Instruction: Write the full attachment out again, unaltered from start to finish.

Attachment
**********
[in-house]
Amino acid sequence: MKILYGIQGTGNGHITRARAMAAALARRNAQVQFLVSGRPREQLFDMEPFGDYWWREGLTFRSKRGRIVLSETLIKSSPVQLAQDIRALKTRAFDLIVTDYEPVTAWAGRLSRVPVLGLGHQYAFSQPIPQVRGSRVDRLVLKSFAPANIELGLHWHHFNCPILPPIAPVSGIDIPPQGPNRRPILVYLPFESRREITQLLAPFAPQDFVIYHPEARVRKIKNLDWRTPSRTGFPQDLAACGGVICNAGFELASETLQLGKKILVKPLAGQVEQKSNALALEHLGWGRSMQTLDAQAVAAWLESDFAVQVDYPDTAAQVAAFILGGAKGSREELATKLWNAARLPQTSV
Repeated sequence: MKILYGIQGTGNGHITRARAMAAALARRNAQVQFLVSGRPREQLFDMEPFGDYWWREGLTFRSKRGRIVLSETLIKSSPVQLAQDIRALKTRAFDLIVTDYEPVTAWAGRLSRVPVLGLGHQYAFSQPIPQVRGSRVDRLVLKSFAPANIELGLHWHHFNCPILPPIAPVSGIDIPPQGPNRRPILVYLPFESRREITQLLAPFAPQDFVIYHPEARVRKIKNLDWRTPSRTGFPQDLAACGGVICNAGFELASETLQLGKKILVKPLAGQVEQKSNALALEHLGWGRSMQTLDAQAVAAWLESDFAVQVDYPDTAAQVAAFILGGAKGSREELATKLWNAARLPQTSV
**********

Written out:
[in-house]
Amino acid sequence: MKILYGIQGTGNGHITRARAMAAALARRNAQVQFLVSGRPREQLFDMEPFGDYWWREGLTFRSKRGRIVLSETLIKSSPVQLAQDIRALKTRAFDLIVTDYEPVTAWAGRLSRVPVLGLGHQYAFSQPIPQVRGSRVDRLVLKSFAPANIELGLHWHHFNCPILPPIAPVSGIDIPPQGPNRRPILVYLPFESRREITQLLAPFAPQDFVIYHPEARVRKIKNLDWRTPSRTGFPQDLAACGGVICNAGFELASETLQLGKKILVKPLAGQVEQKSNALALEHLGWGRSMQTLDAQAVAAWLESDFAVQVDYPDTAAQVAAFILGGAKGSREELATKLWNAARLPQTSV
Repeated sequence: MKILYGIQGTGNGHITRARAMAAALARRNAQVQFLVSGRPREQLFDMEPFGDYWWREGLTFRSKRGRIVLSETLIKSSPVQLAQDIRALKTRAFDLIVTDYEPVTAWAGRLSRVPVLGLGHQYAFSQPIPQVRGSRVDRLVLKSFAPANIELGLHWHHFNCPILPPIAPVSGIDIPPQGPNRRPILVYLPFESRREITQLLAPFAPQDFVIYHPEARVRKIKNLDWRTPSRTGFPQDLAACGGVICNAGFELASETLQLGKKILVKPLAGQVEQKSNALALEHLGWGRSMQTLDAQAVAAWLESDFAVQVDYPDTAAQVAAFILGGAKGSREELATKLWNAARLPQTSV